Woody Allen has branded his upcoming Amazon TV series a “catastrophic mistake” before production has even started.
The director, who was at the Cannes Film Festival with his new film, Irrational Man, which stars Joaquin Phoenix and Emma Stone, told a press conference that he was already “floundering” with the project.
“I’m struggling with it at home. I never should have gotten into it,” he added.
How much of this, though, is just the usual Allen neurosis?
The show, which will be exclusive to Amazon Prime in 2016, was announced at the start of the year.
“I don’t know how I got into this,” he said at the time. “I have no ideas and I’m not sure where to begin. My guess is that Roy Price [the Vice President of Amazon Studios] will regret this.”
It came across as a typically self-deprecating joke, but Allen’s insecurity over his work has been a constant throughout his career. The director famously never watches his movies once they’re finished and dislikes most of them.
In an excellent interview with Deadline, he was more candid over his struggle in the editing room over the years – not in terms of what to cut out, but what to keep in.
“I think probably over the years I’ve been too ruthless, mainly because I’m anxiety-ridden. I’ve cut jokes and bits out of movies that would have played just great, if only I had had the nerve to leave them in,” he admitted.
“I remember walking out of my house in Love And Death in the cold of winter, and the snow is covering the front door, and my having to dig a tunnel straight through. It looked very funny at the time,” he added. “I cut it.”
He said he finds it harder when he’s starring in the films: “It’s like if you’ve ever heard your own voice on a tape recorder? It’s worse when you see and hear yourself.”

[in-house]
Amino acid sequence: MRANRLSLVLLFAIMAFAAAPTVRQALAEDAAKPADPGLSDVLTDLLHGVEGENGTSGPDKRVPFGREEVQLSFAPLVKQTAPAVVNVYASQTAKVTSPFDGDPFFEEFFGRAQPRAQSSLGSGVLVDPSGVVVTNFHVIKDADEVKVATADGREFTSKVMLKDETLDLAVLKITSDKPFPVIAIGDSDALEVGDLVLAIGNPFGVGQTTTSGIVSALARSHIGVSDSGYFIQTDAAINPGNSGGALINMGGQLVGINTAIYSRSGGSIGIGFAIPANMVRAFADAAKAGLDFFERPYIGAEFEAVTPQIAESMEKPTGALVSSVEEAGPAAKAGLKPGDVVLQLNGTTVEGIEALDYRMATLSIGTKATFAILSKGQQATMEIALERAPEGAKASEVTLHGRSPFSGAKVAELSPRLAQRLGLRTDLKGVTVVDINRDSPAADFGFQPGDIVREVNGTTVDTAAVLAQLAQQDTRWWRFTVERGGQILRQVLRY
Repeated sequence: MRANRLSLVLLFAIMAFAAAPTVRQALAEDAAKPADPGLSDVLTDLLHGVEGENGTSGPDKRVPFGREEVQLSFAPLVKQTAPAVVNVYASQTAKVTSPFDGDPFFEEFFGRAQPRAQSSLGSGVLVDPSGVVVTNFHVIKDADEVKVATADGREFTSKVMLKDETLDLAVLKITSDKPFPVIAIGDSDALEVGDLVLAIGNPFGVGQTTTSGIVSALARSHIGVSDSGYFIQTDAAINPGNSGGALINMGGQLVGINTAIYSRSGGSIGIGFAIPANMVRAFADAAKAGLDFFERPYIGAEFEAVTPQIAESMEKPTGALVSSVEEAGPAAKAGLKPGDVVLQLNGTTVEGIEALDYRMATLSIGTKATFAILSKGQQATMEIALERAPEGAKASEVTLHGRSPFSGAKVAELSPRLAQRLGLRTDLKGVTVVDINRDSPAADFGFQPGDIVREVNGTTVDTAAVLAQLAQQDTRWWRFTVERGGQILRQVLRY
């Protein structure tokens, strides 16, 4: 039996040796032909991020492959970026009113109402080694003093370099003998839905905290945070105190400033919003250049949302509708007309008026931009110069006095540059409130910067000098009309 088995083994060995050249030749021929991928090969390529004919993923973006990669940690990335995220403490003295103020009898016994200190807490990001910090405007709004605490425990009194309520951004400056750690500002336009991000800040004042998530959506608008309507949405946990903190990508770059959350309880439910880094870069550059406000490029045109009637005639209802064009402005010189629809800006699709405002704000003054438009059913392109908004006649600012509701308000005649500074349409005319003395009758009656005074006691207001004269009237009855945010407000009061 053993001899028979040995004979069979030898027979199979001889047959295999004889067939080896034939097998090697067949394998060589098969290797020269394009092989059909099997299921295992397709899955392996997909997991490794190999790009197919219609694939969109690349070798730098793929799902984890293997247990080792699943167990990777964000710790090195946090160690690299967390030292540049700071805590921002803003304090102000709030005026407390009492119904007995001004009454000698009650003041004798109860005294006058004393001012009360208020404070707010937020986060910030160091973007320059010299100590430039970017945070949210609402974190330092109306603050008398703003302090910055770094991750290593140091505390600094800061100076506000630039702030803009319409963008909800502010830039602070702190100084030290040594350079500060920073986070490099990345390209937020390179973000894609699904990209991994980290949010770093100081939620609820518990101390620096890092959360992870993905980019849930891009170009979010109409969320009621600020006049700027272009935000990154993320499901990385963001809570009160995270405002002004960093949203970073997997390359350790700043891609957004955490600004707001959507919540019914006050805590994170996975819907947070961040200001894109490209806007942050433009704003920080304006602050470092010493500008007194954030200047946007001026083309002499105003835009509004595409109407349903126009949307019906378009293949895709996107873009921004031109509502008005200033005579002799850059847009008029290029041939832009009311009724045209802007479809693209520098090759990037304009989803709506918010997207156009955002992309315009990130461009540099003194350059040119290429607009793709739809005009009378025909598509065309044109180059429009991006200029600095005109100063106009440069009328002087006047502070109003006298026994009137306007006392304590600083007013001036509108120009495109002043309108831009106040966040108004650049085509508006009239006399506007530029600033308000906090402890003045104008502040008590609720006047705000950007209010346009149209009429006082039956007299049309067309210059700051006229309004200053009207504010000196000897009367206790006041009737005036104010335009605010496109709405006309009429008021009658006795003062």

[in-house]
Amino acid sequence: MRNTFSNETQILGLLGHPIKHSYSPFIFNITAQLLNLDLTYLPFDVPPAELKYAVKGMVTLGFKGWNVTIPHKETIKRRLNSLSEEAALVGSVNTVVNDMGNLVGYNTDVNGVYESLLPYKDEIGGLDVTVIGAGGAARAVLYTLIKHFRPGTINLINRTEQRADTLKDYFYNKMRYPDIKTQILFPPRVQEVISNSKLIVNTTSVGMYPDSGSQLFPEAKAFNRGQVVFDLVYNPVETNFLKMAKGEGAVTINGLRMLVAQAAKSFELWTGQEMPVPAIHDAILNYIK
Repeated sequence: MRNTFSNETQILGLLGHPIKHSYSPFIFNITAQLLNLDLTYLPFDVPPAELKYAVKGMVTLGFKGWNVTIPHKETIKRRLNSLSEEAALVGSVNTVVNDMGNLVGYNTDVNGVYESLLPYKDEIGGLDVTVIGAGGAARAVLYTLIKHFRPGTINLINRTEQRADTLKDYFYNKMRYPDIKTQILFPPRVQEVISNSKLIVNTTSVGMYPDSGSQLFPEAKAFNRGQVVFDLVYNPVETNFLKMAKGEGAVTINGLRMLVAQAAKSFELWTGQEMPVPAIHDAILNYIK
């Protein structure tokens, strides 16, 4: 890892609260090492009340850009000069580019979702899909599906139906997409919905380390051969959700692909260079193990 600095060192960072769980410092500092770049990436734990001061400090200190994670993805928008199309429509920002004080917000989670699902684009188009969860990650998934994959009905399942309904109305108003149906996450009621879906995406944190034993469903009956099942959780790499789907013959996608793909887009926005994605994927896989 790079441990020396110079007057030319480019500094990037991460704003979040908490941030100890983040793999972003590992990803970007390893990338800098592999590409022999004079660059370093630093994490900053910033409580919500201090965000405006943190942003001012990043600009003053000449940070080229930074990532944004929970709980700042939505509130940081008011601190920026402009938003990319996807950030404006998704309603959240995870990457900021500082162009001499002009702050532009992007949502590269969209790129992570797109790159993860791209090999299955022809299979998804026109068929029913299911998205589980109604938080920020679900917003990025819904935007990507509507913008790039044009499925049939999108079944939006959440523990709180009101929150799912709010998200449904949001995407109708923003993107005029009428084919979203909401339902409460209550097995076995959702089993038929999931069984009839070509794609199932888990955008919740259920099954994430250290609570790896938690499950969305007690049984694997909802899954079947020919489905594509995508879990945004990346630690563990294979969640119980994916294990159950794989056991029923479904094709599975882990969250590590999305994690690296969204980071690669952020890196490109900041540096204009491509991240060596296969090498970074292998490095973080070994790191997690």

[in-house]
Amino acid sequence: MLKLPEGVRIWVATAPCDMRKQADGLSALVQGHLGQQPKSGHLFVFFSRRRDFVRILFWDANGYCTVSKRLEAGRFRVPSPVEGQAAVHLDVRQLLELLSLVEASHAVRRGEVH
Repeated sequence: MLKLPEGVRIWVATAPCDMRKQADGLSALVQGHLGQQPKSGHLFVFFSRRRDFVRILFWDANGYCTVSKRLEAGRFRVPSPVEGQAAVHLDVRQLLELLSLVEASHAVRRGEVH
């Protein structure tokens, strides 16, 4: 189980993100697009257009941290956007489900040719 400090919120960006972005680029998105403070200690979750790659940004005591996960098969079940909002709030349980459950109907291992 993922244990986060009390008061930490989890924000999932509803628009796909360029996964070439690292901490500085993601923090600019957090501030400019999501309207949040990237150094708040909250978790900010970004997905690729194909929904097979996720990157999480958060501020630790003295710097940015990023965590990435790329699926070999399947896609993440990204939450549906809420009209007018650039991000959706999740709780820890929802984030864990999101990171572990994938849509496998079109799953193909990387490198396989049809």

But even when he’s not on screen, he still gets an attack of the nerves once it’s all done and dusted: “I have to let go because I get that feeling. Oh, God, I had such great people here and I let them down, whether it’s Dianne Wiest, Naomi Watts… They trusted me completely and they do my films for very little money and I always feel, ‘Oh, God, I let them down.’”
When it comes to Amazon, then, that anxiety has been multiplied countless times.
“I don’t own a computer,” he confirmed. “I’ve never seen anything online at all — nothing. I don’t own a word processor. I have none of that stuff. It’s not an act of rebellion. I’m just not a gadget person.”
“I never knew what Amazon was,” he continued. “I’ve never seen any of those series, even on cable. I’ve never seen The Sopranos, or Mad Men.”
So why did he agree? Well, money certainly seems to have played a part: “Amazon kept coming to me and saying, please do this, whatever you want,” he explained.
That courting process continued for a year and a half, as Amazon offered better deals: “They offered a lot of money and everybody around me was pressuring me, go ahead and do it, what do you have to lose?”
Amazon evidently feel they have little on the table to gamble away: the site has increasingly stepped up the scale and quality of its original content in recent years, from the Golden Globe-winning Transparent (by Six Feet Under’s Jill Soloway) to, most recently, the Ridley Scott-produced adaptation of Philip K Dick’s The Man in the High Castle. For Price and his team, an exclusive Woody series is a feather in their streaming cap, perhaps not unlike the stars who continue to line up to collaborate with the director, even if the work is not his best.
But what exactly can we expect from his first foray into television? As the title of his 2009 film goes, whatever works is the philosophy adopted by all parties involved. All we know is that it will last six 30-minute episodes.
“They said look, we’ll do anything that you want, just give us six half hours. They can be black and white, they can take place in Paris, in New York and California, they can be about a family, they can be comedy, you can be in them, they can be tragic. We don’t have to know anything, just come in with six half hours.”
Allen, tellingly, is still in the same mindset, regardless of how the project turns out.
“I only hope that when I finally do it — I have until the end of 2016 — they’re not crushed with disappointment because they’re nice people and I don’t want to disappoint them,” he said.
Will Allen’s Amazon series really be a catastrophic mistake? Who knows? His output has been mixed in recent years, from the brilliant Blue Jasmine and Midnight in Paris to Magic in the Moonlight and – judging by the Cannes buzz – Irrational Man.
But one thing is certain: you can bet he’ll be feeling anxious about it for a long time to come.